What occasions joy in the Old Testament? We find the people responding with joy to God’s works of grace and signs of His favor toward them. They rejoice when a harvest is gathered in (Deut. 16:13; Isa. 9:3), when Solomon is crowned king (1 Kings 1:39–40), when the Lord indwells His temple (2 Chron. 7:1–10), when the Lord destroys their enemies (2 Chron. 20:24–28), and when the Lord brings them back to Jerusalem after exile (Ezra 6:19–22; Neh. 12:43). They also rejoice in anticipation of the new creation and the new Jerusalem (Ps. 96:11; Isa. 65:18–19). All of these occasions of joy share a common feature: this joy does not celebrate what it has achieved, but what it has received from the Lord as a gift. As one author puts it, “Joy feeds on what it receives.”2

The joy of Christmas is no ordinary joy, but the “mega joy” of redemptive history.

When we come to the New Testament, the Greek provides one central word for joy: chara. It is a cousin to charis, the New Testament word for “grace.” The connection becomes clear: biblical joy responds to the arrival of God’s gracious gifts. In some cases, biblical joy arises before the gift arrives as the believer trusts with certainty that God will come. This explains a passage like Habakkuk 3:17–18:

Though the fig tree should not blossom,

nor fruit be on the vines,

the produce of the olive fail

and the fields yield no food,

the flock be cut off from the fold

and there be no herd in the stalls,

yet I will rejoice [alaz] in the Lord;

I will take joy [giyl] in the God of my salvation.

Habakkuk was the prophet who announced that “the righteous shall live by his faith” (Hab. 2:4; Rom. 1:17). And at the end of his prophecies, we see Habakkuk doing just that. When all his eyes survey is loss and deprivation, he nonetheless sees by faith the firm promise of God. Yes, the Lord will come. Habakkuk is so sure of it that, amid heartbreaking circumstances, he rejoices in defiant expectation.

In an act of immeasurable grace, as a gift to His people, a culmination of all the Old Testament promises, God sends forth His Son. He comes to be the firstfruits of a long-awaited harvest (1 Cor. 15:20), He comes to be the everlasting King (Matt. 2:2), He comes to deliver us from our greatest enemies (1 Cor. 15:25–26), He comes to bring us out of exile to an everlasting home (Eph. 2:13), He comes as the presence of God dwelling in our midst (John 1:14) and imparting God’s very own joy to us (15:11; 16:24). Of all the gifts God has ever given, Christ is the greatest. And so, of all the joy we could ever experience in response to God’s gift, this joy is the greatest.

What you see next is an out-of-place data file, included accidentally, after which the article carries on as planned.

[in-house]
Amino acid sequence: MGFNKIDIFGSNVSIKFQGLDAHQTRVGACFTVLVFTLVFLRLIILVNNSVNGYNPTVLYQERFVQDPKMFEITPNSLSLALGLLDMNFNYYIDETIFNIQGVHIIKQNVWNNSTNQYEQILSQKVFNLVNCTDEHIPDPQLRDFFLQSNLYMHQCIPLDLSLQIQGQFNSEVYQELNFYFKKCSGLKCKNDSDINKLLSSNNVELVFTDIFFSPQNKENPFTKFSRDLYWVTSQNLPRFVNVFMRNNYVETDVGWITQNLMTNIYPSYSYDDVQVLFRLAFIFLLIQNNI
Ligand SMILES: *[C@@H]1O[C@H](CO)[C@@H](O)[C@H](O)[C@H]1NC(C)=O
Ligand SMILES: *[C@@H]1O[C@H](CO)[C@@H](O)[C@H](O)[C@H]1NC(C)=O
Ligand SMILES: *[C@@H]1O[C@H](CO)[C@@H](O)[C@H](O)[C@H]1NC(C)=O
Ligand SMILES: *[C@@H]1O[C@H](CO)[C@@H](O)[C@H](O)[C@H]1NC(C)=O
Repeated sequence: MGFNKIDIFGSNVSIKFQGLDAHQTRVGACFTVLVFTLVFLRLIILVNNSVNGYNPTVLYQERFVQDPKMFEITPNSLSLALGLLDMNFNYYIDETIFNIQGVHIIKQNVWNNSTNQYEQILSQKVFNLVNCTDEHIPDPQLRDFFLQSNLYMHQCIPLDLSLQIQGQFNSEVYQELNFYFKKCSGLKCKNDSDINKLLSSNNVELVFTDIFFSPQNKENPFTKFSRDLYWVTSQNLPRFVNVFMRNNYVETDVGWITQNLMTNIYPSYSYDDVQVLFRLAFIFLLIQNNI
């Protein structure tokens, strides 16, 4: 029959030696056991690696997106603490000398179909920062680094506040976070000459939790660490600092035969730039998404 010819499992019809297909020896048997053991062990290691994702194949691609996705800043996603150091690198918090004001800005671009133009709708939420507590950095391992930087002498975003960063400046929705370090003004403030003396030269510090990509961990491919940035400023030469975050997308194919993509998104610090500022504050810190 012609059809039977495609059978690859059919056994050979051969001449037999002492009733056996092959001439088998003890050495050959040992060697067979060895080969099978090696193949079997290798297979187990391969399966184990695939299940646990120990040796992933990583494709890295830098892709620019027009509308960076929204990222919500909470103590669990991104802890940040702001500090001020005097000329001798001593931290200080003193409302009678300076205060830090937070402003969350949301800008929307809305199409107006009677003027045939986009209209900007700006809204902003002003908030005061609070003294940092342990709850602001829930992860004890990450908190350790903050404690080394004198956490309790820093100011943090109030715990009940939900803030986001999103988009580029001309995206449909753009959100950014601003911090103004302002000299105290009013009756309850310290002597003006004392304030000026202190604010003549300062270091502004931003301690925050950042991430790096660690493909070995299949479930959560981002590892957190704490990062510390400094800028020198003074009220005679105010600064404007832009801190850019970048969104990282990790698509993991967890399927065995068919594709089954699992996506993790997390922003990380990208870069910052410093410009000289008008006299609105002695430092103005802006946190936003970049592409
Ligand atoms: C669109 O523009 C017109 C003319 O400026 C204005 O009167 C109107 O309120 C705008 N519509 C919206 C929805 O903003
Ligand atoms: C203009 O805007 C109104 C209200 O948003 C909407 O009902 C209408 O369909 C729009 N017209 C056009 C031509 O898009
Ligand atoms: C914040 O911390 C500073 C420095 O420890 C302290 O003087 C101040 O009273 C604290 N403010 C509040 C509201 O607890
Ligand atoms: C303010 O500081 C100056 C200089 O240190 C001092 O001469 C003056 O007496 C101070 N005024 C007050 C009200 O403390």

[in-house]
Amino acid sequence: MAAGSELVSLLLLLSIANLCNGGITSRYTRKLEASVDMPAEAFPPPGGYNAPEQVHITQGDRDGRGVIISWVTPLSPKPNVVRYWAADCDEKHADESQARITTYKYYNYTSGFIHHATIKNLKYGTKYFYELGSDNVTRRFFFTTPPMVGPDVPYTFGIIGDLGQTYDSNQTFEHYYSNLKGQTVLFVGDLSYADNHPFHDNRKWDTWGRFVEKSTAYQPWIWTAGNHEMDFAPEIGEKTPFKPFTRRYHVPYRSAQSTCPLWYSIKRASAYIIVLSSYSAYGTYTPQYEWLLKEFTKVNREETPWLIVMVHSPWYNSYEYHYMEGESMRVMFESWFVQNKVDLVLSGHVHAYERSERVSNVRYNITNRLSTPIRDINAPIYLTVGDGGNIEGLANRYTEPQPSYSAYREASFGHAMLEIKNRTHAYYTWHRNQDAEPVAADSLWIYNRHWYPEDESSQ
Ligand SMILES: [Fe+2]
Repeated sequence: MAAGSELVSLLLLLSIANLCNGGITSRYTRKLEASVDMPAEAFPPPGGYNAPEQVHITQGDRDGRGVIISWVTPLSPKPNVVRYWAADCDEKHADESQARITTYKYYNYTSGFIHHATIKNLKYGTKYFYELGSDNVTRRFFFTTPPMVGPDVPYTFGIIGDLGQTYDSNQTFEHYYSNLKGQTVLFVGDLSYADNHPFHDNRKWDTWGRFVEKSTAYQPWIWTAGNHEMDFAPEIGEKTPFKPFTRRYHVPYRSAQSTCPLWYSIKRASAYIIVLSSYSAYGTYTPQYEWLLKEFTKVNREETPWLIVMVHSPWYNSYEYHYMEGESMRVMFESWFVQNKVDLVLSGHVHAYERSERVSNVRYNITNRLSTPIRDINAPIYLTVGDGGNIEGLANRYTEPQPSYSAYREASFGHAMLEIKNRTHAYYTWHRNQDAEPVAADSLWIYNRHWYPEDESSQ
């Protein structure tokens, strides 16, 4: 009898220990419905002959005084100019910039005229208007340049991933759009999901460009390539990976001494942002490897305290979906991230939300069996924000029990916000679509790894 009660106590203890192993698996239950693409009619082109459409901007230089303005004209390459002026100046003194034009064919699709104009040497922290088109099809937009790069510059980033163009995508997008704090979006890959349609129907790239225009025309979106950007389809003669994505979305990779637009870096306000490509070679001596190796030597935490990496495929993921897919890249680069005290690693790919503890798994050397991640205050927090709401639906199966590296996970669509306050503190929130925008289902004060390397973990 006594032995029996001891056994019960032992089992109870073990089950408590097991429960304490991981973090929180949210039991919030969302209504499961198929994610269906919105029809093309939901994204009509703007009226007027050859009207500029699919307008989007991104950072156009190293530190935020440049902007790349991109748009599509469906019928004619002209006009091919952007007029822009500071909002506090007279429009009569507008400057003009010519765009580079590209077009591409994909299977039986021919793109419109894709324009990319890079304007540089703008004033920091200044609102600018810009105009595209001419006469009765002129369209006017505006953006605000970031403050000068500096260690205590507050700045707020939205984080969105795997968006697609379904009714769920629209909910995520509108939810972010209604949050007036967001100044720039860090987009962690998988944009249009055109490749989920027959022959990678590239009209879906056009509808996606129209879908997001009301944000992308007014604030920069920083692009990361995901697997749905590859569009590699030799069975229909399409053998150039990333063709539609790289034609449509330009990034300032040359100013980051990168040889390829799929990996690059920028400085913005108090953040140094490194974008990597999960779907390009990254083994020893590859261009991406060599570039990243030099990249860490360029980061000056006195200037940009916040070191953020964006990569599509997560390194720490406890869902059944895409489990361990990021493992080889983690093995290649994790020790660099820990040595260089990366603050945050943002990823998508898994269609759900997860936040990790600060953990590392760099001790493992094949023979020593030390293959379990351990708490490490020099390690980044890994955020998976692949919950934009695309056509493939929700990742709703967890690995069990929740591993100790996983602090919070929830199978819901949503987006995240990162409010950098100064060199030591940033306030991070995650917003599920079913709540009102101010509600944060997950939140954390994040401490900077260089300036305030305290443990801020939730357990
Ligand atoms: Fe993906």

The “Mega Joy” of Christmas

Only three times in the entire Old Testament do we read of “great joy”: at the coronation of Solomon (1 Kings 1:40), at the recovery of the Passover under Hezekiah (2 Chron. 30:26), and at the dedication of the rebuilt wall after the exile (Neh. 12:43). In other words, while joy is prominent in the Old Testament, “great joy” is extremely rare and special.

That is why our eyes should jump as we open our New Testament to wise men from the east rejoicing “with great joy” at a star and angels announcing “good news of great joy” to shepherds (Luke 2:10; Matt. 2:10). A literal rendering of the Greek in each case would be “mega joy” (charan megalen). Those two words stand out even more when we recognize that they will not be paired again until resurrection morning, when we read not of shepherds or wise men, but of the women who “departed quickly from the tomb with fear and great joy, and ran to tell his disciples” (Matt. 28:8; cf. Luke 24:52).

The joy of Christmas is no ordinary joy, but the “mega joy” of redemptive history. It discerns, by faith, the unsurpassable gift of God’s Son, Jesus Christ, and it trusts, often in defiance of painful circumstances, that nothing can prevent every last promise in Christ from coming to complete fulfillment.

Popular Christmas songs may add cheer in some seasons and antagonize our hearts in others. But there is another song that plays in the background of the believer’s life, supplying the real soundtrack of history: the great song of God’s triumphant redemption and promised restoration through the King of kings and Lord of lords.

It’s a song not about a happiness we pursue, but about a joy that pursues us. May the Spirit give you ears to hear it, give you faith to believe it, and make your heart full of joy, even as you rest not in your circumstances, but in your Christ.

This post was originally published on December 23, 2017.

 

  1. “Joy”, Dictionary of Biblical Imagery, eds. Leland Ryken, James. C. Wilhoit, Tremper Longman III (Downers Grove, Ill.: InterVarsity Press, 1998), 464–65. ↩︎
  2. David Bentley Hart, The Beauty of the Infinite: The Aesthetics of Christian Truth (2004), 83. ↩︎